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Image analysis and statistics in neuroeconomics

Neuroeconomics explores the relationship between decision making and brain activity, with the aim of discovering which neural processes that governs "economic decision-making". Methodologically brain imaging is combined with economic experiments. Most studies use functional magnetic resonance imaging (fMRI) to study brain activation. Economic-decision making defined in a broad sense include behaviours related to empathy, risk taking, fairness, reciprocity and trust. The project comprises a series of studies in this area related to for instance decisions on buying, priority setting in health care, and the functioning of the reward system in the brain.

The first study focuses on comparing the neural processes related to hypothetical and real purchase decisions. The fMRI-paradigm builds on a study by B. Knutson et al (Neuron 2007) investigating the neural correlates of purchase decisions. There is a substantial literature in economics on hypothetical willingness to pay, where the willingness to pay often is overestimated. However, the neural mechanisms behind these overestimations are unclear.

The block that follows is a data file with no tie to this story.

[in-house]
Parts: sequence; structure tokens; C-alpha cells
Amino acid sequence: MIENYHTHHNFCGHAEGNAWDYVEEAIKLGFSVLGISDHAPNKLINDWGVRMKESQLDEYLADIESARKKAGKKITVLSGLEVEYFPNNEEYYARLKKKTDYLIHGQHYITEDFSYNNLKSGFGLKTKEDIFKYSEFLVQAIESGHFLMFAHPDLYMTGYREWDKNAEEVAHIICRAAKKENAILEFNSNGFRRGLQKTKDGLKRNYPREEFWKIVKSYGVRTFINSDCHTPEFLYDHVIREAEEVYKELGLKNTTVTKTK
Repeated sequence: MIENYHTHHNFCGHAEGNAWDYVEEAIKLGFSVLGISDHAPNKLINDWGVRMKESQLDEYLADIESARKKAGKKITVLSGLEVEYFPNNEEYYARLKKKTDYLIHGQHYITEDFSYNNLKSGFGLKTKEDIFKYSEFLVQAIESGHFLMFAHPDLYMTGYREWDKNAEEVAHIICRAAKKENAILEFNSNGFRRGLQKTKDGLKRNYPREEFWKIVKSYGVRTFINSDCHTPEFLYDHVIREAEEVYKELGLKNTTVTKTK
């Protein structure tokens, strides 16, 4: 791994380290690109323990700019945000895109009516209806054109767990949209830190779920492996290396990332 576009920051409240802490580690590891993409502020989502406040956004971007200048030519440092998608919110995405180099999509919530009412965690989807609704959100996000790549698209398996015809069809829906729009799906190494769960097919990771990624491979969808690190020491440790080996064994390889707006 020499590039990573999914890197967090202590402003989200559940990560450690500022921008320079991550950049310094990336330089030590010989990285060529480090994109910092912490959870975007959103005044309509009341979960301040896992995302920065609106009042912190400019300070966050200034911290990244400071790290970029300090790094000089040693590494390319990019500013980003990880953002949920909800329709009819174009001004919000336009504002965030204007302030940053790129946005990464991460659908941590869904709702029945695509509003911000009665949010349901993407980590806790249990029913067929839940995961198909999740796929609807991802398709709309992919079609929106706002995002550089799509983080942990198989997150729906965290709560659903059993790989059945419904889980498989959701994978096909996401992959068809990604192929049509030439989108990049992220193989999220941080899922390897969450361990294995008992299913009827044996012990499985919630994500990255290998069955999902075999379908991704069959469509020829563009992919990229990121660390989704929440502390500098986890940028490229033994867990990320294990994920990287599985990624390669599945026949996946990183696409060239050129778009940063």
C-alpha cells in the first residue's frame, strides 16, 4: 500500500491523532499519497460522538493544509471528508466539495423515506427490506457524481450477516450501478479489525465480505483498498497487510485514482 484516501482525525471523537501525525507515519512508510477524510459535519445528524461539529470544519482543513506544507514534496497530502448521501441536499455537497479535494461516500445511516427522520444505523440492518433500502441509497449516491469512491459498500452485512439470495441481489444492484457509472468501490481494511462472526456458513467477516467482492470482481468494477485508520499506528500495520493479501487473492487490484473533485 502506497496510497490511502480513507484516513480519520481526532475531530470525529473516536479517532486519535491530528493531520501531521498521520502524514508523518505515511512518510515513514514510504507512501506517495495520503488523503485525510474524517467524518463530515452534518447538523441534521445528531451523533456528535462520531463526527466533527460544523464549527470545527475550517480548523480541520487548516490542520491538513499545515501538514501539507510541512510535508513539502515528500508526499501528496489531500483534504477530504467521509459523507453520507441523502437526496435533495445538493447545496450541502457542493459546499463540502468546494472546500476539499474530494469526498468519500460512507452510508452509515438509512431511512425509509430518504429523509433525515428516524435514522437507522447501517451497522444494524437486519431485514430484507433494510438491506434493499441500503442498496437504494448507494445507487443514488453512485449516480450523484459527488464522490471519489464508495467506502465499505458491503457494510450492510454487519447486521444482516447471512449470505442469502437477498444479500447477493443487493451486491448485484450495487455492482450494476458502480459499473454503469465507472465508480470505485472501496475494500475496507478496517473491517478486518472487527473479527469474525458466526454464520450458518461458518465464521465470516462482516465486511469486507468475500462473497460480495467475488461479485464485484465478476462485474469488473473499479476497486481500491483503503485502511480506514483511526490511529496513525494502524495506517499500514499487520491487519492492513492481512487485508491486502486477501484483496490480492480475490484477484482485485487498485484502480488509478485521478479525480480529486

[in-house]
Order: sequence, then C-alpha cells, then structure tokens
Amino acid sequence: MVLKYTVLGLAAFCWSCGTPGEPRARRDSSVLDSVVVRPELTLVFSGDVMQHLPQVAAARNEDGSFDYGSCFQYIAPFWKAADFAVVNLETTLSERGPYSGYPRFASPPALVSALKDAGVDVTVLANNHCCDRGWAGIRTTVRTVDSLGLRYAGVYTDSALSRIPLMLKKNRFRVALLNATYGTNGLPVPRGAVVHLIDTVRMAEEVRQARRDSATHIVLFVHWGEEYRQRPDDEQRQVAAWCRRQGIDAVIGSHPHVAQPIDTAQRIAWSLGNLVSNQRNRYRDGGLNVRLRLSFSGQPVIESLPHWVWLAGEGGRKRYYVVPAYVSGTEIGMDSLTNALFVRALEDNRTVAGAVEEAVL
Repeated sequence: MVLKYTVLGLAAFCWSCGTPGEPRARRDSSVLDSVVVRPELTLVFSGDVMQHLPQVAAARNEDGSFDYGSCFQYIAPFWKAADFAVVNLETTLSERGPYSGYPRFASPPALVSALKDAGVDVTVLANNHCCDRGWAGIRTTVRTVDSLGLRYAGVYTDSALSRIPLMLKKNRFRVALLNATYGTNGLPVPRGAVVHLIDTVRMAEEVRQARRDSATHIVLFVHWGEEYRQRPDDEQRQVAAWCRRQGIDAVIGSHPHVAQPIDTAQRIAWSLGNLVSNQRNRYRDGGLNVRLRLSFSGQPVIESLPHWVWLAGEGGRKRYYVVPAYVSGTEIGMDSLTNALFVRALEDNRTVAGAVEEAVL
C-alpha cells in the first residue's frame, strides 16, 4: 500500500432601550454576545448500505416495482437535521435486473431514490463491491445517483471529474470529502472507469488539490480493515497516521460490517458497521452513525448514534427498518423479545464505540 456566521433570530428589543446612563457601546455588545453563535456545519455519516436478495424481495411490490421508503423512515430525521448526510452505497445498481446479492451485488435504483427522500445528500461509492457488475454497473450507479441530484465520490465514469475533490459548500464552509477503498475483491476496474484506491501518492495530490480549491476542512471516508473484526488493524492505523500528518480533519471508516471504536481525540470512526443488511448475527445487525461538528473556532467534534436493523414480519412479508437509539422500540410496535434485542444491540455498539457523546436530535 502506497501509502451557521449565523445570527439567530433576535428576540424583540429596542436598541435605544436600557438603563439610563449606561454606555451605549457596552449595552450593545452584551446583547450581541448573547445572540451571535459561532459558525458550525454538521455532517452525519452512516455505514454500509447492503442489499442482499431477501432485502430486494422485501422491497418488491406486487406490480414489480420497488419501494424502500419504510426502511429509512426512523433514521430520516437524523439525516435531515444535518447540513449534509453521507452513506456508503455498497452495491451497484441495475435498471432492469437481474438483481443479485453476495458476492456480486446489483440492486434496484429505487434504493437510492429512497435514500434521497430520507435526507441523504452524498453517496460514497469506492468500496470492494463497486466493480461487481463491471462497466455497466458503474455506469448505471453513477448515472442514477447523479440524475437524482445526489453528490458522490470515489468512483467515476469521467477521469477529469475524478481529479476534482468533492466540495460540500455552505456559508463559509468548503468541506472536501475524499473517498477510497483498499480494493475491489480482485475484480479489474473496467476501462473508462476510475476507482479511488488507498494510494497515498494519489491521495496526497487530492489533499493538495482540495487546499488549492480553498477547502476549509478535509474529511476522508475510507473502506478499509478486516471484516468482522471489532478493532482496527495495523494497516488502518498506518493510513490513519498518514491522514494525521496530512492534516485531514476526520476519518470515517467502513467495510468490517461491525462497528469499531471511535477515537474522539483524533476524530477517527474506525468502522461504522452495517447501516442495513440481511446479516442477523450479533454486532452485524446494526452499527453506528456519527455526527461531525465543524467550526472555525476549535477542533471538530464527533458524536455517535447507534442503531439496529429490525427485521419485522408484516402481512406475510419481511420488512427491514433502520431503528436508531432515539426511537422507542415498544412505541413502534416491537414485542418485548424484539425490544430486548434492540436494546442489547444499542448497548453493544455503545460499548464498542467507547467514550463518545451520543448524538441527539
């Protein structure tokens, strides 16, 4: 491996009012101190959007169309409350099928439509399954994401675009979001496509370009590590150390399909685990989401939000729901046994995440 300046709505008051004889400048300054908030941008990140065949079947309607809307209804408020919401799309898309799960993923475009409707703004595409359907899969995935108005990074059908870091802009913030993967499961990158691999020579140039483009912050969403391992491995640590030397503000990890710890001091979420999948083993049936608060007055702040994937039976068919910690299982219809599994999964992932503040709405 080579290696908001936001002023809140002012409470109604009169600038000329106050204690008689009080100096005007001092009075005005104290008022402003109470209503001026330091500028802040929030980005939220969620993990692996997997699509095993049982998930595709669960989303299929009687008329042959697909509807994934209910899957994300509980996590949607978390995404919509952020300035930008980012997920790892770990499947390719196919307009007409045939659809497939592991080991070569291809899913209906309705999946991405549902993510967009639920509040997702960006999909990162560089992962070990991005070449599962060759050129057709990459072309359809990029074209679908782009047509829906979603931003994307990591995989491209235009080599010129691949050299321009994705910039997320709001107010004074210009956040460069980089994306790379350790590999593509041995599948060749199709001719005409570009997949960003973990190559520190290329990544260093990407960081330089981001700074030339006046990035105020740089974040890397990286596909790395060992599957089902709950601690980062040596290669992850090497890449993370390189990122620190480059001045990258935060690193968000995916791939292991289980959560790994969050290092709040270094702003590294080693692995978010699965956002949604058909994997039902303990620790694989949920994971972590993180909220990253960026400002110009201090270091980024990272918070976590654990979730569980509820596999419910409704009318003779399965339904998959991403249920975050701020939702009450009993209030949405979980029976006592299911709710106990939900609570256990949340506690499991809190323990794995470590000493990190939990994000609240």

Within this project we will also study the methods used to analyse fMRI data, specifically the statistical analysis. The fMRI data contains much noise, such that sophisticated image processing and statistical tools is required for robust detection of activated regions in the brain. Hence, we will review the performance of commonly used software for fMRI data analysis and we aim to improve and develop the methods of analysis.

 
Example showing activated regions of the brain, Eklund et al. "A
GPU Accelerated Interactive Interface for Exploratory Functional
Connectivity Analysis of fMRI Data",Proceedings from IEEE
International Conference on Image Processing (ICIP); Brussels,
Belgium.


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